Dave Roland

At a time when many Missourians are struggling make ends meet, the state’s occupational licensing boards are spending hundreds of thousands of taxpayer dollars to kill jobs. In many cases, the boards have targeted skilled workers with a group of loyal, satisfied customers. The workers’ only offense is lacking a sheet of paper from the government that grants them permission to accept compensation in exchange for their services. This deficiency, in the eyes of the state, makes these workers dangerous criminals who must be shut down.

Decades ago, only doctors, lawyers, and accountants — about 3 percent of the workforce — were required to get a license from the state before they could lawfully practice those trades. Over time, however, clever people in other professions realized that they could insulate themselves from competition and increase their profits by creating legal barriers to their industry. Those already practicing a given profession would be exempted from licensing requirements, but newcomers would be required to take expensive classes (taught by the existing workers) and pass examinations before they would be permitted to compete. Under these licensing schemes, even a skilled, experienced worker could face hefty fines — or even jail time! — for accepting compensation from clients without first getting the state’s permission.

Studies have shown that licensing requirements make these services more expensive for consumers without improving their quality. Nevertheless, today nearly 30 percent of Americans cannot earn a living in their chosen professions without jumping through expensive regulatory hoops.

Not only is Missouri’s state government taking part in this paternalistic, protectionist pastime, it has gone on the warpath against citizens whose only offense is attempting to earn an honest living in a harmless profession.

The Missouri Real Estate Commission recently shut down a service in Kansas City at which a handful of young mothers were helping people find quality apartments. At trial, the government’s witnesses admitted that the information provided by the service was truthful, harmless, and required no specialized training. But, according to the trial court, if the legislature has decided to criminalize unlicensed discussions about real estate, honesty and harmlessness are no defense.

African hair braiding is a cultural art form passed down over centuries. These braiders do not use harsh chemicals or cutting instruments on their customers, and skilled braiders enjoy a tremendous opportunity to provide for their families even if they don’t have formal training. For years, however the Board of Cosmetology has worked to shut down braiders who have not completed 1,500 expensive hours of cosmetology training — none of which teach African braiding techniques. The Board of Cosmetology would rather see these braiders unemployed than allow them to serve their clients without first being trained for an entirely different job.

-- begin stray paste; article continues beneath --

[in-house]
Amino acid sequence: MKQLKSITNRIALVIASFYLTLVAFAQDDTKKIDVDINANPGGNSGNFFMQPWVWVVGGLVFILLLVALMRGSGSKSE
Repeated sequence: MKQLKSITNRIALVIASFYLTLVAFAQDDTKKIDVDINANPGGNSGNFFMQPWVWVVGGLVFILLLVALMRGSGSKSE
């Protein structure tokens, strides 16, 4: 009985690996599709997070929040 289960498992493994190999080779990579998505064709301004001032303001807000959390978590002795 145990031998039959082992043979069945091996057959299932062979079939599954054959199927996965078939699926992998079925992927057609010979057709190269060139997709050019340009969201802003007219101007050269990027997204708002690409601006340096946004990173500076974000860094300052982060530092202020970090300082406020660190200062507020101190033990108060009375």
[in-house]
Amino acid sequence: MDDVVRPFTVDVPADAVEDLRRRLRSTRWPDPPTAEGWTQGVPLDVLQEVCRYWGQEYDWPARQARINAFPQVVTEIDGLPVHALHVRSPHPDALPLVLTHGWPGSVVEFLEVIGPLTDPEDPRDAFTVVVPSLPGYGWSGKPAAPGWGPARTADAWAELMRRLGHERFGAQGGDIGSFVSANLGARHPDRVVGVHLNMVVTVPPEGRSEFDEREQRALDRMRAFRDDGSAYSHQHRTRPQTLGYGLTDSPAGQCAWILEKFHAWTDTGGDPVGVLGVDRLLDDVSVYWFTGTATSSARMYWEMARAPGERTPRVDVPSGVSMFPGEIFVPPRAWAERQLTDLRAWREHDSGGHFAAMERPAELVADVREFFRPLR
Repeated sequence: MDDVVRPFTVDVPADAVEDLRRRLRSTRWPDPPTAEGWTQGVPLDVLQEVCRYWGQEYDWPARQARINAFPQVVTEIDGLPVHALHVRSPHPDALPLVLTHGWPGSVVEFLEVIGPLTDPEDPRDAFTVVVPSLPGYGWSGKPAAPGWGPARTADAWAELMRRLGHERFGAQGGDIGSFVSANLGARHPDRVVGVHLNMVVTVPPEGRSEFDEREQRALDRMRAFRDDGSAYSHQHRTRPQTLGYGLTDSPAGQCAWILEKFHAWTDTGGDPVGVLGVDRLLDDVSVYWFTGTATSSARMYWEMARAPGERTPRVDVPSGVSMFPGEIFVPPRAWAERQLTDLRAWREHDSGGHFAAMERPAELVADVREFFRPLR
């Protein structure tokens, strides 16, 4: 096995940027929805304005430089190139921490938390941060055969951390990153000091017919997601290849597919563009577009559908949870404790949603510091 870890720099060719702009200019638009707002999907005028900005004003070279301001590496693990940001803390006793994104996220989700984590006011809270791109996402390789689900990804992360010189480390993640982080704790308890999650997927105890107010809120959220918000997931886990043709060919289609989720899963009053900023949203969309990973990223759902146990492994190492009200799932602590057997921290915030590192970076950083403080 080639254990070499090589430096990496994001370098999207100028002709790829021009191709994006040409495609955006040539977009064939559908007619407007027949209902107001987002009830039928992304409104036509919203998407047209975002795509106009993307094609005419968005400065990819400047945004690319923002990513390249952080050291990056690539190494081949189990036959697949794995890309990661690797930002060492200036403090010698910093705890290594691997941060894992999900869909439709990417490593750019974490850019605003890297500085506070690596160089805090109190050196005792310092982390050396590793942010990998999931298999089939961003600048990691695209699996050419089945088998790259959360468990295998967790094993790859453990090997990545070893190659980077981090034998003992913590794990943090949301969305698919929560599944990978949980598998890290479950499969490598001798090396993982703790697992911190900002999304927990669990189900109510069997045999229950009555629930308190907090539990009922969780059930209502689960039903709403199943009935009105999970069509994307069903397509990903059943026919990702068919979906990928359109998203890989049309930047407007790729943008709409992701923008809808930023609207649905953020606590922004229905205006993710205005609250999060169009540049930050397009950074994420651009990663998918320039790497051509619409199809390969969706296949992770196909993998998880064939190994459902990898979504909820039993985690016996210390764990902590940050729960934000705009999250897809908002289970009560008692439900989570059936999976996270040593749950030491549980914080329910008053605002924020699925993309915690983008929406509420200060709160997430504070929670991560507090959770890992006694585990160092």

In just the latest example of the state’s outrageous efforts to put people out of work, Missouri’s Veterinary Medical Board has sued to prevent horse owners from hiring anyone but licensed veterinarians from working on their animals’ teeth. Equine dentistry is a centuries-old profession that veterinarians traditionally avoided, and equine dentists have their own educational programs that offer far more training and experience with horses’ teeth than is offered in veterinary schools. Nevertheless, the law states that equine dentists must be punished with a $1,000 fine and a year in prison for every horse they treat.

Politicians are currently paying a lot of lip service to the ideas of saving taxpayer money and creating jobs. A great place to start would be calling off this bizarre witch hunt against hardworking citizens whose only crime is to have made customers happy without first paying off the powers that be.

Dave Roland is an attorney and policy analyst at the Show-Me Institute, a Missouri-based think tank.


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